- They have been with the current employer for a minimum of 12 months
Losing an applicants full income can make an enormous difference to the overall servicing, and many would-be buyers miss out purchasing a property because they have been given limited information.
Bonus/Commission and Overtime Income
Bonus/Commission and overtime income have in recent times gone through some significant changes, especially over the past 12 months. What used to be accepted in full has now changed and is shaded by lenders with the requirements to confirm the income being part of the industry the applicant works in. Otherwise, it may not be considered.
Some lenders will consider using the full amounts with a minimum of 6 months history without any additional information being required. Other lenders will need to calculate the annualised year to date from the most recent payslip, separate the base from the additional income, shade the additional income at 80% and then confirm that the income has been received for the two previous years via the group certificates provided.
This income requirement certainly varies from lender to lender and again could be the reason your application gets approved or declined.
This is a big subject in lending at the moment and one that is treated very differently between different lenders. Some lenders will accept it after receiving their first payslip, others require a minimum of six months income and justified by a letter from the employer confirming the minimum hours with a character reference. Some lenders simply will not accept casual income without 12 months history and a group certificate to confirm this.
A Case Study
An applicant that I have dealt with before is a Doctor that has recently received the great news that she has baby number one on the way. She and her partner are currently residing in a small one bedroom apartment and looking to buy their family home. The female applicant receives an income of $108K per annum and her partner has recently relocated from WA and started a new role in Melbourne in April at $62K as an accountant.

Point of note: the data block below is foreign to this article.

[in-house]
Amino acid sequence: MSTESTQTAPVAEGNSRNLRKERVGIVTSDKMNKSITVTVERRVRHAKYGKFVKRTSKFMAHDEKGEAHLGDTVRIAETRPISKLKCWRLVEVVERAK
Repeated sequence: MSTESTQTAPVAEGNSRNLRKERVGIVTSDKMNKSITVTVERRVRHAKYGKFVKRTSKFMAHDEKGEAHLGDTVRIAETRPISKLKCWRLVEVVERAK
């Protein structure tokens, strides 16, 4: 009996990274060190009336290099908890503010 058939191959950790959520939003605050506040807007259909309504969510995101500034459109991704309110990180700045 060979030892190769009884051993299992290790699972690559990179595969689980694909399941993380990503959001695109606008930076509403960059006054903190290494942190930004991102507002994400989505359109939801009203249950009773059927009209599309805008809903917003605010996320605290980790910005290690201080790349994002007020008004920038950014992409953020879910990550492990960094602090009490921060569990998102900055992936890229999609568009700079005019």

Given that she is currently on maternity leave, we have had to look at the lenders that offer the ability to consider her income based on her last payslip, a group certificate, employment contract and a letter from her employer to confirm her return to work date. In addition to this, her husband, although full time, has started a new role and is still on his probationary period.
Taking this into consideration, we had to look at a lender that was going to consider both incomes as we required both to service the loan amount we were applying for.
Factors like a low LVR of 45% as well as history within their industries did naturally assist with the loan being approved, but we succeeded in the getting approval at $800K.
It makes a significant difference in the process and assistance provided when you are dealing with a lender/mortgage broker who has worked in the industry for some time and has worked through many different scenarios with many different lenders. This provides a very broad knowledge with the ability to fit most scenarios with a lender, no matter how complicated it may be.
I have worked in the finance industry for fifteen years, the majority of these as a mortgage broker and, like any industry, I have learnt from my mistakes. This has enabled me to think outside the box and provide a solution for most scenarios.
If you have a tricky or complicated matter that you need assistance with and seem to be hitting brick walls with other mortgage brokers, then head to PropertyInvestingFinance.com and fill in the online questionnaire, and we will make a time to have an in-depth discussion about your situation. Alternatively, you can give me a call any time of 0477 212 840.